‘No straightjacket formula to decide what scheme could be considered freebie,’ DMK tells SC

Welfare schemes secure social order and economic justice to minimise the inequalities in income, status, and opportunities, the DMK said.

ByShilpa Nair

Published Aug 17, 2022 | 11:28 AMUpdatedAug 17, 2022 | 12:23 PM

MK Stalin freebies

The Dravida Munnetra Kazhagam (DMK) on 16 August, Tuesday, filed an application before the Supreme Court seeking to implead itself in the case against the distribution of freebies by political parties using public funds and its adverse effects on the fiscal health of the country, as it believed that there was no straightjacket formula to decide what scheme could be classified as a “freebie”.

The DMK’s organising secretary RS Bharathi, who filed the plea on behalf of the party, pointed out that the apex court cannot have a restrictive approach in deciding what scheme or act passed by the Union or state legislatures is classified as a “freebie” as the scope of the term is very wide.

Asking why welfare schemes introduced only by state governments are classified as “freebies”, the party highlighted that the Union government giving tax holidays to foreign companies, waiving bad loans of influential industrialists, or granting crucial contracts to favoured conglomerates also have to be considered.

DMK bats for welfare schemes

The DMK stated that a welfare scheme providing a free service is introduced with an intent to secure social order and economic justice under Article 38 to minimize the inequalities in income, status, facilities and opportunities.

“In no imaginable reality could it be construed as a ‘freebie’,” the affidavit read.

Citing the example of providing free electricity, the DMK argued that it could have a multidimensional effect on a poor household: It could provide lighting, heating, and cooling, resulting in a better standard of living. It could also facilitate a child’s education.

“A welfare scheme, therefore, can have a wide reach and multiple intentions behind its introduction and the cascading effect arising from it cannot be defined in a restrictive meaning as a freebie,” the party stated in its plea.

Further, the DMK submitted that welfare schemes are policy matters of the government, which are barred from judicial review.

It referred to an earlier order of the Supreme Court where it held that, on matters affecting policy and requiring technical expertise, “unless the policy or action is inconsistent with the Constitution and the laws or arbitrary or irrational or abuse of power, the court will not interfere in such matters”.

The DMK also drew attention to the fact that the Constitution empowers the state governments under the Concurrent and State Lists to promulgate welfare schemes.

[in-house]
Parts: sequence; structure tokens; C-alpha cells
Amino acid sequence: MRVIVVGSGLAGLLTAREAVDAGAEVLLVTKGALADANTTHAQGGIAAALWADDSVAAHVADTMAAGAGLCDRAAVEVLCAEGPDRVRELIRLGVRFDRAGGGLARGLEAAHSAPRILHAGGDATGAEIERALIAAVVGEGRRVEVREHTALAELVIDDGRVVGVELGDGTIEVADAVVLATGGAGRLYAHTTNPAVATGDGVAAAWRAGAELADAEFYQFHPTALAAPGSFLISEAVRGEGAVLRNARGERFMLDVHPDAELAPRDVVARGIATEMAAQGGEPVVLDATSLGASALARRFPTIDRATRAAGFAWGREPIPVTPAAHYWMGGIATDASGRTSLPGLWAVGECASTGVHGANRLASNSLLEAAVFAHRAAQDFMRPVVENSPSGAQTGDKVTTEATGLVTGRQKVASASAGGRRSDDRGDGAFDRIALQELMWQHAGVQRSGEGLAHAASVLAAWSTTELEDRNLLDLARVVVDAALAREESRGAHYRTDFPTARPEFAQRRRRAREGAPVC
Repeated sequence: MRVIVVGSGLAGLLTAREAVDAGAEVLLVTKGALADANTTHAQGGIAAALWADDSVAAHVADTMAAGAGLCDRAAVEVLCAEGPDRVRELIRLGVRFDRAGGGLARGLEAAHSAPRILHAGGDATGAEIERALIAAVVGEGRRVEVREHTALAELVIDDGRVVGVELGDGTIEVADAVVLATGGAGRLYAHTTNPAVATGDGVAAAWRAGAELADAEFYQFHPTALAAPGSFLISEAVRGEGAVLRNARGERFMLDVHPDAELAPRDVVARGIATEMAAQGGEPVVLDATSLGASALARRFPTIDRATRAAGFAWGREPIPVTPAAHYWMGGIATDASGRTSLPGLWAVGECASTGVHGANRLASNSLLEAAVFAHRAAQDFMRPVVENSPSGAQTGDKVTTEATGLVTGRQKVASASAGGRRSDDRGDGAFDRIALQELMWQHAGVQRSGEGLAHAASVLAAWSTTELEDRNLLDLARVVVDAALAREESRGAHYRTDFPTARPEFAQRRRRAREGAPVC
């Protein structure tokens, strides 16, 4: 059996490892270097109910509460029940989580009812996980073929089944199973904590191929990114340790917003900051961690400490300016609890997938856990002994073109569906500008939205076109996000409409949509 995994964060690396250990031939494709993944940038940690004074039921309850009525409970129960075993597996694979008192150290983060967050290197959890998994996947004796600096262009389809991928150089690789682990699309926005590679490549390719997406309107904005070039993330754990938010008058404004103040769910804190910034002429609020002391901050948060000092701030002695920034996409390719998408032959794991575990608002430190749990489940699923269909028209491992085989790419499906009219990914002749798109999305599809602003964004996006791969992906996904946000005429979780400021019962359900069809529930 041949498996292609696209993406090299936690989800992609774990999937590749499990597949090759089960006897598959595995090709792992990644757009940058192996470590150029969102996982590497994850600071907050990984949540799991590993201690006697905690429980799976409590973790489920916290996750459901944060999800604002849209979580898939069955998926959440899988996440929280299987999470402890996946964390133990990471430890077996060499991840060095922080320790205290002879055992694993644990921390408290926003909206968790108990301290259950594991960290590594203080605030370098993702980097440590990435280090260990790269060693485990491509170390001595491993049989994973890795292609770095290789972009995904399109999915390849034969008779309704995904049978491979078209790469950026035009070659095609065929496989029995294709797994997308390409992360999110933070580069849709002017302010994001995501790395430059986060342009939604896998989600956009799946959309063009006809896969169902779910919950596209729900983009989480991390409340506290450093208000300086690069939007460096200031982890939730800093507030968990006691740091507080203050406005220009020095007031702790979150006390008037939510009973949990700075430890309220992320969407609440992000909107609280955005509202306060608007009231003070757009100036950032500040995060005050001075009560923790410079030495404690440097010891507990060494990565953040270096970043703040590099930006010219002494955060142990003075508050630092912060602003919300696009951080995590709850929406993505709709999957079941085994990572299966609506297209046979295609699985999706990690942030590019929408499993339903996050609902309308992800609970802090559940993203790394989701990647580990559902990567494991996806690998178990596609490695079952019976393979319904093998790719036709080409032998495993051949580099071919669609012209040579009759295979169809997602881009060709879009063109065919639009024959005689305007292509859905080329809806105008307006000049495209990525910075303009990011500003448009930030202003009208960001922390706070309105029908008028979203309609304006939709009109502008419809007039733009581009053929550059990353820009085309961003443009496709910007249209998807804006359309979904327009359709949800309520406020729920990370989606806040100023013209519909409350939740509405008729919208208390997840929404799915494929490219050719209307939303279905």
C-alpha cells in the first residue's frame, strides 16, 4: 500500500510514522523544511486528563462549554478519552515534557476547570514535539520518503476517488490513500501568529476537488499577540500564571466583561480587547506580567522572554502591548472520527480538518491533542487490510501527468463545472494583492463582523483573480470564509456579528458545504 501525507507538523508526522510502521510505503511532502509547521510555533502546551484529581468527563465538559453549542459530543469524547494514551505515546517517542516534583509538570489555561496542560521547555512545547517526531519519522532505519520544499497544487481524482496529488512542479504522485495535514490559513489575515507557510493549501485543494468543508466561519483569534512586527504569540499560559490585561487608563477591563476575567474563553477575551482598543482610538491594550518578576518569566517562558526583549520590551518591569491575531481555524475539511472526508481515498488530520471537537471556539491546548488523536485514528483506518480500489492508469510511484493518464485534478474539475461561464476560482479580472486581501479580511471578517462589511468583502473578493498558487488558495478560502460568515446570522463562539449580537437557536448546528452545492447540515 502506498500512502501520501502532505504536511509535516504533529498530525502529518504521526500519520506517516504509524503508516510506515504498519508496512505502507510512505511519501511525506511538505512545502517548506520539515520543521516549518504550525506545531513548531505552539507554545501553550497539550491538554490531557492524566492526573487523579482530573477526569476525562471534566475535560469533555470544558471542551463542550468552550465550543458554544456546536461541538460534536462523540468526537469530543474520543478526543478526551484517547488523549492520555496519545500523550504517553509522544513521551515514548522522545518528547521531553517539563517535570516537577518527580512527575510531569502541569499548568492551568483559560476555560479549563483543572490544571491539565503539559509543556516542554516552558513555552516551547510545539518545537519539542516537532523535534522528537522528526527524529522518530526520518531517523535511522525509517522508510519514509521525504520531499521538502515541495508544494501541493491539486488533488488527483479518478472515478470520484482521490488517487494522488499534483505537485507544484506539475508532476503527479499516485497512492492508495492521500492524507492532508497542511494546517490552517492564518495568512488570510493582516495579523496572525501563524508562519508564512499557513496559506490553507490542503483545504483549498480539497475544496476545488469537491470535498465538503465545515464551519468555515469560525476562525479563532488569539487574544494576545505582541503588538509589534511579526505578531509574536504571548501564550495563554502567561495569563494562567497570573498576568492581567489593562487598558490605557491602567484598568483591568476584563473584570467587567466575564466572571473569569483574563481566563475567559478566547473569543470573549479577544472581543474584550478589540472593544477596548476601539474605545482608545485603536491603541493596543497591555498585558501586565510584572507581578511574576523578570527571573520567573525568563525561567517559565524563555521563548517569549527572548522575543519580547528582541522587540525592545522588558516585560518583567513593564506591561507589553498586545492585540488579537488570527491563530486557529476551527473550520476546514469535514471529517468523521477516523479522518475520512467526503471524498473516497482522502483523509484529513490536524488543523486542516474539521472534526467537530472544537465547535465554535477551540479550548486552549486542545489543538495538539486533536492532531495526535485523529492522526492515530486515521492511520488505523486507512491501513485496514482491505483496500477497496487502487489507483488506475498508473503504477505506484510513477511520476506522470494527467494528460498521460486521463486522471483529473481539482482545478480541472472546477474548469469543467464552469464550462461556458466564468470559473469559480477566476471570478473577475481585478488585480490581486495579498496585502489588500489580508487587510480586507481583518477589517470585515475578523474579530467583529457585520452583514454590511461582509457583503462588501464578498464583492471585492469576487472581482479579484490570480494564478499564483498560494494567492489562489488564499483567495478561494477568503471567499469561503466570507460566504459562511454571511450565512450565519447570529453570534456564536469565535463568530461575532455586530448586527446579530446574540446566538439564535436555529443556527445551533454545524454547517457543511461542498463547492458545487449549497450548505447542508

“Therefore, the term ‘freebies’ cannot be interpreted in such a way that interferes with the state’s competence under Schedule VII,” the party stated.

Grounds cited

Justifying the need to implead the DMK as a party in the case, the plea said that the petitioner in the case has only made the Union of India and the Election Commission of India the respondents despite the fact that the writ petition blamed political parties in power in the states for distributing “freebies”.

“The Union of India is not the stakeholder in the present proceedings… Therefore, it was imperative for the Petitioner to implead such parties (those in power in states) as respondents… to consider the interests of all stakeholders representing diverse regions,” the DMK submitted.

The party also claimed that the petition regarding “freebies” was of great public importance and had pan-India ramifications as different schemes have been promulgated targeting different population demographics.

“Any order passed by this Hon’ble Court in the present proceeding can have a cascading effect and affect the governance at the grass root level,” the ruling party in Tamil Nadu argued.

In the plea, RS Bharathi submitted to the court that the DMK is a party that propagates social justice and equality, and works towards the upliftment of individuals belonging to oppressed backward classes through Constitutional means.

The party also said that it had introduced various welfare schemes for the people of Tamil Nadu such as rice at only ₹1 per kg, free distribution of colour television sets to poor households, and free bus passes to women for uplifting the poor.

Even recently, the Tamil Nadu government launched the first phase of the Chief Minister’s Free Breakfast Scheme, which aims to provide free nutritious breakfast for government-school students of Classes I-V on all working days.

The Aam Aadmi Party led by Arvind Kejriwal has also filed a similar plea in the Supreme Court.